Churchfields Park Playground-wey-soc333Thank you for all your comments, emails, pictures and for completing the questionnaire.  Your message got through to Elmbridge and the portfolio holder, Mary Sheldon, came to visit the park to see for herself.  Now is the time to email directly to her (msheldon@elmbridge.gov.uk) and copy to the officers concerned (leisure@elmbridge.gov.uk) as to why Weybridge having a totally refurbished play area is so important to you and your children.

It is always better if such emails are written in your own words and are short and to the point.  At this stage it is a matter of getting the play area into the budget for next year, for about £150,000.  If the play area gets earmarked for next year’s budget then in the spring we can look more closely as to what equipment needs to be be there.  We do not need the details now.

I want to know if you have any particular rides in mind.  Please complete this questionnaire.

Please email me if you want to support the campaign to have Churchfields play area upgraded.

It would be great if you could forward this email to your friends and anyone you know who has children or grandchildren who play in the park.

Borough elections – big changes ahead

ballot-boxThe borough wants to know what you think.  There is a consultation that will last until Sunday, 2 November 2014.  Your comments are welcome  – give your views here.

History
Here is a little background.  Local government elections have been held for centuries – even before there was a parliament in Westminster. In the beginning only men with property could vote but even then there was a debate between those who wanted frequent elections – to keep those elected on their toes – and those who thought that the councillors should be elected for longer than a year in order that they could gain experience in the role.  Eventually a compromise was reached – have elections every year but elect councillors for four years.  This is known as election by thirds.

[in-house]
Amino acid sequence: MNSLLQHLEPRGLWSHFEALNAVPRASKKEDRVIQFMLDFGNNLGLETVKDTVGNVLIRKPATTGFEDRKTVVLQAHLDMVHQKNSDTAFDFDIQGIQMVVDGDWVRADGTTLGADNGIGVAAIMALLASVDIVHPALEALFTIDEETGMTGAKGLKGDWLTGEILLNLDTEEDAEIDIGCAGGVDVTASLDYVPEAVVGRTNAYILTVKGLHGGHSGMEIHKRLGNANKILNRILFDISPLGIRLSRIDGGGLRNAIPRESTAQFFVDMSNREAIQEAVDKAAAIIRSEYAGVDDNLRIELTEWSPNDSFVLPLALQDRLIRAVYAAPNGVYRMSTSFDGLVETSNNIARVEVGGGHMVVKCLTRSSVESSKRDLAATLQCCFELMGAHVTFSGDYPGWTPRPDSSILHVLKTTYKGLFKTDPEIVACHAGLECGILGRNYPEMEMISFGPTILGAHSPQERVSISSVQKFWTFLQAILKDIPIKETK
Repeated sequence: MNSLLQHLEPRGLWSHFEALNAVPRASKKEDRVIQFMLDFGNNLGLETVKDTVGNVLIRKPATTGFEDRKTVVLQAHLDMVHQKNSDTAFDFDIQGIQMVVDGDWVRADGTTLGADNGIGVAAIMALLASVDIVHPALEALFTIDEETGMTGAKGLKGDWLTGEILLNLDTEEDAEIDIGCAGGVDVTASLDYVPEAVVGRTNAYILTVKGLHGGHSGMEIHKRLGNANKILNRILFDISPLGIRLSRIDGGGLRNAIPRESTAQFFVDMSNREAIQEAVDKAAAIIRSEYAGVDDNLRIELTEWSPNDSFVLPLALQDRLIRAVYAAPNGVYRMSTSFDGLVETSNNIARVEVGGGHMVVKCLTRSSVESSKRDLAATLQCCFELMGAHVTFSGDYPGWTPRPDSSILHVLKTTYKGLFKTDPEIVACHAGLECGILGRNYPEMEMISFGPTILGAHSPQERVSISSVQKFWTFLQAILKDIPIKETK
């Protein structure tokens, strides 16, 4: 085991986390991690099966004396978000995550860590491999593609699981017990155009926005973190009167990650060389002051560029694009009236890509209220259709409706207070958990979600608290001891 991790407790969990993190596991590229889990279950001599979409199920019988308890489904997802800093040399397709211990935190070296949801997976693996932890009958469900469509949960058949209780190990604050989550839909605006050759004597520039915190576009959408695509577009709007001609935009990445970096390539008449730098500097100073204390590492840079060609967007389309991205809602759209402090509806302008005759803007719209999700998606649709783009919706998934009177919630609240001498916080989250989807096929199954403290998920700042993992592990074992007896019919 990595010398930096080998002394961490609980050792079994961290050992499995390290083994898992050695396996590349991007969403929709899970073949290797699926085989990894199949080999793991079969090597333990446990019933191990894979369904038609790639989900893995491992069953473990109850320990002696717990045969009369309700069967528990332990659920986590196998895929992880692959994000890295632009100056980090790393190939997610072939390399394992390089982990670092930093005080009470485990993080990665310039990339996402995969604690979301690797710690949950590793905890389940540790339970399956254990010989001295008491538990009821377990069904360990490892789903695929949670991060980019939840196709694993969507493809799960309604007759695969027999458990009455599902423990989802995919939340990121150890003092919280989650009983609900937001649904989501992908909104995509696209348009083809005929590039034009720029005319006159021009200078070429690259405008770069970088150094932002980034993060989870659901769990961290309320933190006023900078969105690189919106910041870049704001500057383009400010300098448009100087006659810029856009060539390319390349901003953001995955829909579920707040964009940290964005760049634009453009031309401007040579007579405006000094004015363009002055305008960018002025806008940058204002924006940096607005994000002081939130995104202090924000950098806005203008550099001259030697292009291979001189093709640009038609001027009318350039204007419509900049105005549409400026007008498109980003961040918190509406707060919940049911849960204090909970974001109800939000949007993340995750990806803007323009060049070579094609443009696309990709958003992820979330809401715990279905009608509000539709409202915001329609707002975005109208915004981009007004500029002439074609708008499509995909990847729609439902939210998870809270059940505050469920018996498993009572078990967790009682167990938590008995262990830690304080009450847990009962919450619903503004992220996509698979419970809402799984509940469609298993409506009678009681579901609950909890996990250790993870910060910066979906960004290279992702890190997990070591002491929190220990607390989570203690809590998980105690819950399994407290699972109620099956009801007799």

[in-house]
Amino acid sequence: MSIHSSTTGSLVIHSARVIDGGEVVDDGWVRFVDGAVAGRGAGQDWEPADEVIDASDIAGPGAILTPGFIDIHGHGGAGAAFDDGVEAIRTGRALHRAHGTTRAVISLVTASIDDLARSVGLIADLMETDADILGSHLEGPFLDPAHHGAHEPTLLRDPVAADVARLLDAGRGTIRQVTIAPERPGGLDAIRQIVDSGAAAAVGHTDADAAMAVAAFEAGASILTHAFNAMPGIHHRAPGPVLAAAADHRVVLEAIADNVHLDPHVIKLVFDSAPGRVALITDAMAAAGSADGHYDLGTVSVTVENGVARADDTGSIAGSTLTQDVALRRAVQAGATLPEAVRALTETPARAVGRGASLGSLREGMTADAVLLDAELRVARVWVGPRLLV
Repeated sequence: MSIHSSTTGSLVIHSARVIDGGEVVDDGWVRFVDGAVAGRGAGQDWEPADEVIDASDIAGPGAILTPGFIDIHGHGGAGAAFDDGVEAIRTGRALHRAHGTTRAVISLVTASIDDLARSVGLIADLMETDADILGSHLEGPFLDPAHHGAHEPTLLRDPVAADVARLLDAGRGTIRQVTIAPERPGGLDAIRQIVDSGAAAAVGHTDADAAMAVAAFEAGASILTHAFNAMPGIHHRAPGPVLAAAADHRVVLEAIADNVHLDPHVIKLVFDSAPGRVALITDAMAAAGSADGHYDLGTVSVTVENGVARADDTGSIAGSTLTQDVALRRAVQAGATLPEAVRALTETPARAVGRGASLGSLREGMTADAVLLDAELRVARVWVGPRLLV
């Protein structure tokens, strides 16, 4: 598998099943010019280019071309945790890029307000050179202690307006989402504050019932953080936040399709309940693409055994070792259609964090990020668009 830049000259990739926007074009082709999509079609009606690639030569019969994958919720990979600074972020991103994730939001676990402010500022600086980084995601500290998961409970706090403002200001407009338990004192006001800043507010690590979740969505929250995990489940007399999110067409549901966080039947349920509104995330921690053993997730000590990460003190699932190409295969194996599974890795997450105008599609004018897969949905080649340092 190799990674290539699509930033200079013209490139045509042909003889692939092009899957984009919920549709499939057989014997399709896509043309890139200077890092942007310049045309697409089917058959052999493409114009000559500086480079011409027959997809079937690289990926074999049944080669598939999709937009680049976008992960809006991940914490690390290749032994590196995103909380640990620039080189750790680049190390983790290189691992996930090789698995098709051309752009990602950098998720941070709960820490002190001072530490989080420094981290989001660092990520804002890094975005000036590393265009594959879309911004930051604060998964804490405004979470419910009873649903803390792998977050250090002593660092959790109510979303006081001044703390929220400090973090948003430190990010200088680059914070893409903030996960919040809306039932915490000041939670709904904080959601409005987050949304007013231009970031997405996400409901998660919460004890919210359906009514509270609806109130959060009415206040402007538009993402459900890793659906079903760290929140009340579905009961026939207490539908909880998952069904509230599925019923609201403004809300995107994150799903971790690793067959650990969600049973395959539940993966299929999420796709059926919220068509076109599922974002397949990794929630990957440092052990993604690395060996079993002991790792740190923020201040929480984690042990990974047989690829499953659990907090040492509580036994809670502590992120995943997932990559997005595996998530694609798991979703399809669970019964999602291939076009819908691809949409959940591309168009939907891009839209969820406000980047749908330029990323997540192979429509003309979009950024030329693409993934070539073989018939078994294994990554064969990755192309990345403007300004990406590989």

Recently
There has been a big debate in the borough’s council – how many councillors should there be.  Currently, there are sixty councillors who are intended to represent the approximately 100,000 electors in the borough (there are 132,000 residents).  This means that, on average, there are 1,666 electors for each councillor.

Originally, it had been agreed that although the number of councillors may change the frequency of elections should remain as they are now – by thirds.  In the old days the borough could have changed its representational arrangements and that would have been the end of it.  However, the borough may no longer determine the number of its own councillors – it has to ask the national government to make any changes (more’s the pity).  Therefore the borough sought the intervention of the Boundary Commission to change the number of our councillors – if necessary.

Be careful what you wish for